As we have been reminded this week, the most famous words (apart from ‘Order, order’) ever uttered by a Speaker of the House of Commons were those of William Lenthall. When King Charles I entered Parliament in search of the ‘five birds’ in 1642, Lenthall knelt to the King but told him, ‘I have neither eyes to see, nor tongue to speak in this place but as the House is pleased to direct me.’ It is only on that basis that the Speaker speaks. As soon as John Bercow said — of the speculative possibility that Donald Trump should address both Houses of Parliament — ‘I feel very strongly that our opposition to racism and sexism’ meant that the speech should not take place, he was out of order. His strong feelings are irrelevant, and it is unparliamentary of him to express them. Mr Bercow says he was putting forward the views of many MPs. The phrasing of the question from the Labour MP Stephen Doughty, which prompted Mr Bercow’s answer, certainly suggests the thing was cooked up between them. But Speaker Lenthall did not say ‘as some MPs are pleased to direct me’: he was speaking of the will of the whole House. Mr Bercow took no steps to ascertain that will. As a result of his exaltation of self over role, ‘Now does he feel his title hang loose about him, like a giant’s robe upon a dwarfish thief.’
We have been hereabouts before. When President Reagan was due to pay his visit to Britain in 1982, his adviser Michael Deaver leaked the secret plan for him to address MPs and peers in Westminster Hall. The Labour leader, Michael Foot, was furious at Mrs Thatcher for not consulting him. He complained, constitutionally correctly, that the invitation must come from Parliament, not government. Mrs Thatcher was upset about possible insult to ‘our staunchest ally’, especially when the White House suggested it might be better to pull out of the speech altogether. In the end, to her irritation, Reagan was made to speak in the Royal Gallery, not in Westminster Hall. If Mr Bercow had told the government privately that he could not recommend a speech to members of both Houses without bipartisan support, he would have been well within his rights. Instead, he chose to split the House in public, though no invitation to Mr Trump to speak had even been issued.
The following tweet from Amol Rajan: ‘The @Telegraph’s Charles Moore expresses faith in the American system [about how Donald Trump is subject to the rule of law]. Incidentally, faith is belief without evidence.’ Mr Rajan is the media editor of the BBC and was tweeting from his BBC account. So is it the position of the BBC — or at least of its media coverage — that one should not have faith in the American system?
Although I started it, I apologise for prolonging an intercolumnar argument. Matthew Parris (4 February) is surely right that many Brexiteers in past months have been showing signs of anxiety. He attributes this to being ‘secretly, usually unconsciously, terrified that they’ve done the wrong thing’. This may be part of it — it would be a strange person, after making such a momentous decision, who felt no qualms — but I don’t think it is the chief explanation. Our real fear is that, having come so far, we might be cheated of what we thought we had achieved. After the vote on 23 June, many powerful Remain supporters questioned the mandate for leaving, the right of the United Kingdom as a whole (as opposed to its component parts) to leave and the legality of the means. They also attempted to affect the parliamentary arithmetic required. I came across several important Remainers who suggested that leaving should be prevented if possible, and that the possibility was real. Some said darkly that plans for sabotage were afoot, and I could all too readily believe that the brilliant Lord Kerr of Kinlochard, the Remainer who is credited with having invented Article 50 itself, had concealed self-destruct mechanisms inside his own creation. Brexiteers also unexpectedly found themselves with a new Prime Minister who had voted Remain. This, at first, added to doubts. So it was rational to fear losing what had just been gained, against enormous odds, after a fight which, for some people, had gone on for 40 years. What with Mrs May’s Lancaster House speech and US support and huge parliamentary majorities for going ahead, it all feels better now, so one would expect tension to ease a bit. Meanwhile, I note with pleasure that Matthew, in the process of offering Brexiteers a ladder to climb down, gossamer-wove one for himself, admitting (I think for the first time) that Brexit might work.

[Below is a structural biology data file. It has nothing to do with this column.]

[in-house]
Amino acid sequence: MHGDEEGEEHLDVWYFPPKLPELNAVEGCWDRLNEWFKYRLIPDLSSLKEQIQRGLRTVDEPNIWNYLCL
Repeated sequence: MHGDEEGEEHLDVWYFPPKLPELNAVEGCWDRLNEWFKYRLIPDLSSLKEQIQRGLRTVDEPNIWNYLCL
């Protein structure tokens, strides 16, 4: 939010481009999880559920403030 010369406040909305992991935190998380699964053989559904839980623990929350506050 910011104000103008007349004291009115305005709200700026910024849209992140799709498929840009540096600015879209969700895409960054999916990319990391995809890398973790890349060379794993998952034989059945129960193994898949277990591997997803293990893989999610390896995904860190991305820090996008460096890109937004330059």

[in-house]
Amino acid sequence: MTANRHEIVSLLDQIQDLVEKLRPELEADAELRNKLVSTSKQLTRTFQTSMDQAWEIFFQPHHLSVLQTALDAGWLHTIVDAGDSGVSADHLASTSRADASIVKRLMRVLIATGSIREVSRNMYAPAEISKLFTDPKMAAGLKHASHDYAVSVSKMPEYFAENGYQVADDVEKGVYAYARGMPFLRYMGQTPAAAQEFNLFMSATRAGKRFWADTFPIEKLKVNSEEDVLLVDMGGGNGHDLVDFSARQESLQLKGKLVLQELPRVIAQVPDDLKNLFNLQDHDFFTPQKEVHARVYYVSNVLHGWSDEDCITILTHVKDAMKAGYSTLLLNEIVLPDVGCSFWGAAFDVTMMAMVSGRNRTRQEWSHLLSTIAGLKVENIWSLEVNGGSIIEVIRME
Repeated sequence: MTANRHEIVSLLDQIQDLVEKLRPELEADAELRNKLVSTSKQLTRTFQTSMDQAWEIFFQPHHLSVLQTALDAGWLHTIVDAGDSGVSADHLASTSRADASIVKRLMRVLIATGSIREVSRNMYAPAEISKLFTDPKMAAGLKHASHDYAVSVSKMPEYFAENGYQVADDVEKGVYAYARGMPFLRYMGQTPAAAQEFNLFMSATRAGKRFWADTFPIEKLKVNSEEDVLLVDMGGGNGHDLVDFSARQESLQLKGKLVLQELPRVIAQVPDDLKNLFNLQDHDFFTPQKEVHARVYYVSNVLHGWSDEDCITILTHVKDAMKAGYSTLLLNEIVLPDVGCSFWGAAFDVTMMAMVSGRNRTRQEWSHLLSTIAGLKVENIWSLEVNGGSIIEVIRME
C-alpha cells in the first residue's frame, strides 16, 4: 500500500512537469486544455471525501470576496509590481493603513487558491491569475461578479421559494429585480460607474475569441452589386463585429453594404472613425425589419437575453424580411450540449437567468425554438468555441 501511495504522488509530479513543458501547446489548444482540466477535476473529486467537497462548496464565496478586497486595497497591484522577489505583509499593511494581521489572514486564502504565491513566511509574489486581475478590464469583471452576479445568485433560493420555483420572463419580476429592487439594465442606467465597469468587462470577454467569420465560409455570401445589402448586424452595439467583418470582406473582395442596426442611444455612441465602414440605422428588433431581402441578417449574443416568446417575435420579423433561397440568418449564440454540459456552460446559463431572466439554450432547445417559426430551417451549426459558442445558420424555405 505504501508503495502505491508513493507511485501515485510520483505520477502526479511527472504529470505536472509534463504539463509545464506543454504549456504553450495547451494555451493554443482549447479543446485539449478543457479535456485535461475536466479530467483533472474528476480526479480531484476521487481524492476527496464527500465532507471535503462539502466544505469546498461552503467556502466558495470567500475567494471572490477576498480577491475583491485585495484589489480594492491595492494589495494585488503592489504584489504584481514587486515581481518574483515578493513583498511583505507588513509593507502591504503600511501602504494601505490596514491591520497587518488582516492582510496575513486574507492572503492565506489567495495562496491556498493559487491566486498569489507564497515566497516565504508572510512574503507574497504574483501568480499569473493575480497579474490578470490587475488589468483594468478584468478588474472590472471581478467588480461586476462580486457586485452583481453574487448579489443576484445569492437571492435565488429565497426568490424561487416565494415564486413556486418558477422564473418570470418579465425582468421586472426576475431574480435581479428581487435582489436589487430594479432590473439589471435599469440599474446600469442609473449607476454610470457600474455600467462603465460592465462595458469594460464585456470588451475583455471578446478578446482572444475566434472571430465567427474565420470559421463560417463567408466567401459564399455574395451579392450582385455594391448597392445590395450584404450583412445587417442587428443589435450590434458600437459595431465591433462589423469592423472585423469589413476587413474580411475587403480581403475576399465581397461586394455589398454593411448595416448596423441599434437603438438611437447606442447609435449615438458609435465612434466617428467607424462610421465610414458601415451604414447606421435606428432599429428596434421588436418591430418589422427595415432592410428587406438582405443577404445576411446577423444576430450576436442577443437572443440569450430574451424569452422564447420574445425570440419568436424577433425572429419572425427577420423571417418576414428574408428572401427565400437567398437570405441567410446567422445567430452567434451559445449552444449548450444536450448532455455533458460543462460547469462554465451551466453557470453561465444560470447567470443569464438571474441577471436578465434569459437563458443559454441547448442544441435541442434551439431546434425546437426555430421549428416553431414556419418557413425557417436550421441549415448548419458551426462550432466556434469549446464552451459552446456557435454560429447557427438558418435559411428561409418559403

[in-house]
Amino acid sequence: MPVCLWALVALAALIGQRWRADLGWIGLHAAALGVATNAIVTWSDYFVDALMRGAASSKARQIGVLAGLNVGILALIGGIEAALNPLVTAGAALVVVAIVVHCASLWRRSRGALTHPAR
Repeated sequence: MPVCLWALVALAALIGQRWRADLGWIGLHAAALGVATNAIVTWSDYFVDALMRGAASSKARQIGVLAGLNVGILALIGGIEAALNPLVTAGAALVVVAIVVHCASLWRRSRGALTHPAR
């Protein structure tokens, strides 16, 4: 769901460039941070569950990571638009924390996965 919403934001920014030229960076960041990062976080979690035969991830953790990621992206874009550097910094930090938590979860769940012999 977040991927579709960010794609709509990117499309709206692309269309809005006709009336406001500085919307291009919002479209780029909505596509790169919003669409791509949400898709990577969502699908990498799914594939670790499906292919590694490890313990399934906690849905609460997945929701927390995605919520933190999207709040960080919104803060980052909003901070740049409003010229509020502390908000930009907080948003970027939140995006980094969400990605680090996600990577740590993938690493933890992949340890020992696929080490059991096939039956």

This column has discussed voter fraud (Notes, 20 August), and the attempt by the Electoral Commission to get me punished when I exposed it. An interesting piece in the Wall Street Journal last week reported something similar in New York. There the city Department of Investigation got 63 people to pose as ineligible voters still on the voter rolls (ineligible because dead, moved away or in prison). They went and voted in order to judge the extent of the problem. Only one such fraud was detected — because the voting clerk was the mother of the ineligible felon being impersonated. The reaction of the Board of Elections, the body charged with overseeing the democratic process, was to complain of the impersonations and call for the Department of Investigation undercover agents to be prosecuted.
I recently received a letter recommending a new president for a dining club. I extract the following: ‘I think X would be ideal: (i) his father was a long standing member and his uncle was President, so he understands the traditions of the Club and would not seek to introduce unwelcome innovations, (ii) he is the right age (I mean he looks old, even though he isn’t), and (iii) when the requirement arises for “a few well chosen words”, he will be the soul of brevity and wit.’ This strikes me as an almost perfectly conservative series of thoughts.